Sustainability is Gone

Face masks problem

Face masks are now mandatory in many public spaces around the world. But even before they became obligatory, masks were causing litter problems on land and at sea. Despite millions of people being told to use face masks every day, little guidance has been given on how to dispose of or recycle them safely. As countries begin to lift lockdown restrictions, billions of masks will be consumed. According to the University of Southern Denmark, studies estimate that we use an astounding 129 billion face masks globally every month which means almost 3 million per minute! Most of them are disposable face masks that are made from plastic microfibers. About 85% of people around the world use face masks that cannot be reused or recycled and without better disposal practices, an environmental disaster is looming ahead. This makes it a big problem for our planet.

Why aren’t face masks recyclable?

Most masks are manufactured from long-lasting plastic materials, and if posed can persist in the environment for decades. Disposable face coverings often contain silicon-based and plastic fibres and this type of material is common in all plastic disposable face masks. Also, we know that, like other plastic debris, disposable masks may also accumulate and release harmful chemical and biological substances, such as bisphenol A, heavy metals, as well as pathogenic microorganisms. “These may pose indirect adverse impacts on plants, animals and humans,” says Elvis Genbo Xu, Dr Genbo Xu (Elvis), an Assistant Professor in the Department of Biology, University of Southern Denmark. This means they can have several impacts on the environment and people as explained below.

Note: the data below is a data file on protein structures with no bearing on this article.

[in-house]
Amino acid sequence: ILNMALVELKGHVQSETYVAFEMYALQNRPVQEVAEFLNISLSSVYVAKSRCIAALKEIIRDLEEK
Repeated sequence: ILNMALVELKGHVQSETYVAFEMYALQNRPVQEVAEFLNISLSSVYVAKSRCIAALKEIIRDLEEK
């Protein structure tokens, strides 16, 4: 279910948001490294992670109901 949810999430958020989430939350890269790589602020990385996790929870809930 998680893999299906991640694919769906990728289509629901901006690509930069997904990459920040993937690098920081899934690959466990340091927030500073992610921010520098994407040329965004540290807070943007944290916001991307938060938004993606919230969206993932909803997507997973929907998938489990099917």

1- Impacts on animals

Disposable masks contain plastics that pollute water and can harm wildlife but also animals that may eat them or become tangled in them. Over the medium to long term, animals and plants are also affected. Through its large numbers, plastic waste can smother environments and break up ecosystems. Some animals aren’t able to tell the difference between plastic items and their prey, meaning that they could choke on pieces of litter. Even if they do not choke, animals can become malnourished as the materials fill up their stomachs with no nutritional value. Smaller animals could become entangled in the elastic within the masks or gloves as they begin to break apart. Plastics break down into finer pieces over time, and the longer litter is in the environment, the more it will decompose. Plastics first break down into microplastics and eventually into nanoplastics. These tiny particles and fibres are often long-lived polymers that can accumulate in food chains. Scientists predicted,

“Using an annual global production estimate of 52 billion masks, we calculate that 1.56 billion masks will enter our oceans in 2020, amounting to between 4,680 and 6,240 tonnes of plastic pollution.”

2- Impacts on Plants